Features

Dermatology’s Critical Role In Product Development

By Imogen Matthews, In-Cosmetics | January 1, 2014

Innovative ideas at prestige skin care counters and on drugstore shelves can often be traced back to the doctor’s office. Here’s a closer look at how dermatology and professional skin care impacts the mainstream.

Many of the technologies found in skin care today can be traced to the professional skin care market. This is unsurprising, given that brands such as Clarins and Decleor have a strong presence in each of these growth categories. Like mainstream skin care, the professional skin care sector has emerged from the economic downturn in good shape with above average growth in many countries.

According to Kline Group, the professional skin care market was valued at $9.3 billion in 2012 at retail and was expected to grow by 5.4% in 2013.

“The Chinese economy has rebounded, so Asia is fairly strong,” said Karen Doskow, industry manager, consumer products, Kline. “We are also seeing a resurgence in the US, while Brazil and Eastern Europe, especially Russia and Poland, are coming through strongly.”

She noted that while professional skin care is not as fast moving as skin care, good technology has trickled down into the mainstream.

“Many major skin care companies own professional brands, such as P&G’s DDF and L’Oréal with SkinCeuticals, La Roche Posay, Decleor and Carita,” Doskow explained.

The distribution of professional skin care varies by region. In the US, it is sold in medical channels, such as through physician’s offices, whereas elsewhere it is available in pharmacies or in specialist department store distribution. For example, in the UK, Selfridges sells Dermalogica in its Beauty Workshop area.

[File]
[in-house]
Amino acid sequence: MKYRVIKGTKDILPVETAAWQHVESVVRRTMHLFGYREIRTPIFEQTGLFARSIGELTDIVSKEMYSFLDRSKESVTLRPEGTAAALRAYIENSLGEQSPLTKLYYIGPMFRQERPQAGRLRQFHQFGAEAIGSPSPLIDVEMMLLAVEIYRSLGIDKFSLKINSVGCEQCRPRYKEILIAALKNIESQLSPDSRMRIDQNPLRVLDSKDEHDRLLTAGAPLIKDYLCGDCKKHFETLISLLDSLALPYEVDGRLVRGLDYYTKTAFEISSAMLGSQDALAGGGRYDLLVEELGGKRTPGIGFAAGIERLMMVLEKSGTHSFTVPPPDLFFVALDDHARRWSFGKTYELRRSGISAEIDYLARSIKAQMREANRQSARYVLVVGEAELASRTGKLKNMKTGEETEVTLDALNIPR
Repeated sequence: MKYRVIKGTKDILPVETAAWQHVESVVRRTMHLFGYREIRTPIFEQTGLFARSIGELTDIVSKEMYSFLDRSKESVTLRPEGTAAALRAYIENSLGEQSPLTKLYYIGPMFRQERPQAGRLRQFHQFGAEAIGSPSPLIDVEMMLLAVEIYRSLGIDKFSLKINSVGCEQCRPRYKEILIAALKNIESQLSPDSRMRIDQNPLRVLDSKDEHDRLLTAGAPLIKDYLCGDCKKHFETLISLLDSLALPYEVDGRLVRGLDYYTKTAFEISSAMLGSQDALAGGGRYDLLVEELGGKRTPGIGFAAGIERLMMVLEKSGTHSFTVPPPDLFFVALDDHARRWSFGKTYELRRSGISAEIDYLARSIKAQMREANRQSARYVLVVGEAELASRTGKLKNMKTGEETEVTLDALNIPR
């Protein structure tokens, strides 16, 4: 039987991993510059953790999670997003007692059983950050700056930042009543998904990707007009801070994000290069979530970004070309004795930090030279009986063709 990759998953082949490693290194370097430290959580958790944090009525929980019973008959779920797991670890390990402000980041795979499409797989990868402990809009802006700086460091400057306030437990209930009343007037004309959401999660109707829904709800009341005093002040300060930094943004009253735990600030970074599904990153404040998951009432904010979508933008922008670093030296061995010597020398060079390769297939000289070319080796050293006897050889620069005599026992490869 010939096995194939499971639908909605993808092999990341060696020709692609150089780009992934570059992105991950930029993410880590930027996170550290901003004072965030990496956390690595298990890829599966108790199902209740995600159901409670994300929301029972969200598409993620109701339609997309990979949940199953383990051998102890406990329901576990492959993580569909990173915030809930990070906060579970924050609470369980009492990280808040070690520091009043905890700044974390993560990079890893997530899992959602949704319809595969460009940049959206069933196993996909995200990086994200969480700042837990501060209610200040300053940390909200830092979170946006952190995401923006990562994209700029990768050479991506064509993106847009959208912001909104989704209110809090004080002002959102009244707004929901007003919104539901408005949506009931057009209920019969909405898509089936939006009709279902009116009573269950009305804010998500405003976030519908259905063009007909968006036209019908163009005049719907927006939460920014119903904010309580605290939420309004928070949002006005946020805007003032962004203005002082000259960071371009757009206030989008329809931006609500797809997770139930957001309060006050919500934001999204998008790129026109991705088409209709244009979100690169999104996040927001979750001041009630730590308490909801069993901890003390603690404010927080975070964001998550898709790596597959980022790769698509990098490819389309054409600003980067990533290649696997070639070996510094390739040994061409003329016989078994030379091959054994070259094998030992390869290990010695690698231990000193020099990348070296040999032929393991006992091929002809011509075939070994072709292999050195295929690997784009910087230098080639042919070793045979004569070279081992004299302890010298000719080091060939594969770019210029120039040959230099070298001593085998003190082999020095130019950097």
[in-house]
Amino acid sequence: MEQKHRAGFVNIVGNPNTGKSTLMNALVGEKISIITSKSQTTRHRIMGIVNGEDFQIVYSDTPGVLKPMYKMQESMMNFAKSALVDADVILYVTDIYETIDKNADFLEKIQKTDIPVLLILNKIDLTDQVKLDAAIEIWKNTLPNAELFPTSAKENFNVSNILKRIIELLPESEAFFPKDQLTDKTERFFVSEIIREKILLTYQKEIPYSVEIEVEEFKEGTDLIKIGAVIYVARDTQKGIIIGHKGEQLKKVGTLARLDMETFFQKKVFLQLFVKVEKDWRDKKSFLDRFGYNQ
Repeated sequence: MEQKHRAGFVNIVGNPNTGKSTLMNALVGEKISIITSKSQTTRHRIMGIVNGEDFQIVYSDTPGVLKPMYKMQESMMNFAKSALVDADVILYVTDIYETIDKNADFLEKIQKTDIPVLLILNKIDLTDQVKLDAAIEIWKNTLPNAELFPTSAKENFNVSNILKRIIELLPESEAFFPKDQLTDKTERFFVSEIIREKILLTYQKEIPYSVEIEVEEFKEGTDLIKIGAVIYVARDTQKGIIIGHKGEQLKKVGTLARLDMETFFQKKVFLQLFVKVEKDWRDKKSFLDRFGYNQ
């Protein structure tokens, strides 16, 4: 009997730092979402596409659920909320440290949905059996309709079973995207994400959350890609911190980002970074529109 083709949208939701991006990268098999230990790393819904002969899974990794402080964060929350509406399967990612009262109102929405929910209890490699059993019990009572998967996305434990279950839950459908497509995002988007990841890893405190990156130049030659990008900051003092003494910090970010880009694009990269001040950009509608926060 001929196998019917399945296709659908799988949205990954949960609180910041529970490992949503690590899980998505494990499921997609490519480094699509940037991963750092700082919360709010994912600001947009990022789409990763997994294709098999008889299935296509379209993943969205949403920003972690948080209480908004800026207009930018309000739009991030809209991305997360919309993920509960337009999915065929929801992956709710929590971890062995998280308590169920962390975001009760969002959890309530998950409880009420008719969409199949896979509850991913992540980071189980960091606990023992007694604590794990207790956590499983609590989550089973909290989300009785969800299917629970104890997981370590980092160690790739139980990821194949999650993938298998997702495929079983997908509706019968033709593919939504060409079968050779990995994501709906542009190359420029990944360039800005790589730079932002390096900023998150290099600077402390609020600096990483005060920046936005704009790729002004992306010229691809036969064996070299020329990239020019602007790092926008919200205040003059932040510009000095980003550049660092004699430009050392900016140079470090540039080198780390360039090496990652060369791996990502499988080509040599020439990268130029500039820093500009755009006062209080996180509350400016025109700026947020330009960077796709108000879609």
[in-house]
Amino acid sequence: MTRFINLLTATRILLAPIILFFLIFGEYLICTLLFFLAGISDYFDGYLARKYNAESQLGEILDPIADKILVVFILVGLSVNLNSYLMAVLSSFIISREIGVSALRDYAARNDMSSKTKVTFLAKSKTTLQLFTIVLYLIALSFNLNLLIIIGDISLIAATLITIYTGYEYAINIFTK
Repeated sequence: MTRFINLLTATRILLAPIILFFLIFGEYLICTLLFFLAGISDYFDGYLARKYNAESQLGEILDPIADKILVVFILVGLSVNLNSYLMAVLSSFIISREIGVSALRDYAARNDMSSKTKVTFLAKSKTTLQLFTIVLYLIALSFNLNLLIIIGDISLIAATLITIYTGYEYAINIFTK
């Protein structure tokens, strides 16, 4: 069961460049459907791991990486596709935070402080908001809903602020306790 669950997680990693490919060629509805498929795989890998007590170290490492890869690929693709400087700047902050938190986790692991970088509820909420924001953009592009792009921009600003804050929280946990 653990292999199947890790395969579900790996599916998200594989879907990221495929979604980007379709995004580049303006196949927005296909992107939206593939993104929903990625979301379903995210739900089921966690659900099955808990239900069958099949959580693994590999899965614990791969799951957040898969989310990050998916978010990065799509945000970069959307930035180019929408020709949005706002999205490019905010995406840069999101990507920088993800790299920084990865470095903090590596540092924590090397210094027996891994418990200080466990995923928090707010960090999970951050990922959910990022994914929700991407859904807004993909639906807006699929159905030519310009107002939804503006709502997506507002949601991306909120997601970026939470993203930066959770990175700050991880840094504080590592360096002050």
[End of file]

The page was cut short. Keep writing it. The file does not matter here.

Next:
As in retail skin care, anti-aging is a very strong trend in the professional skin care sector and most brands now have anti-aging serums in their portfolio. Sun care products are also growing fast from a small base. At the recent International Spa Association’s (ISPA) annual conference in Las Vegas, there was a big emphasis on peels and innovative at-home beauty devices.

“Consumers will mix and match and will happily buy a SkinCeuticals serum and a cleanser from Sephora,” stated Doskow.

Professional Peels
Leading professional skin care brand Dermalogica has tapped into the trend for peels with its Active Resurface 35 treatment that launched last year. It is a professional treatment that is customizable to individual skin requirements, using Dermalogica’s Face Mapping skin analysis along with a thorough consultation. The hero formulation within the treatment is the Exfoliant Accelerator 35, an AHA-BHA concentrate containing active skin smoothing lactic acid and salicylic acid, along with proteolytic enzymes and peptides to boost exfoliation for ultra smooth skin. A key claim of the treatment is the lack of inflammation, tissue damage and peeling generally associated with intense resurfacing treatments.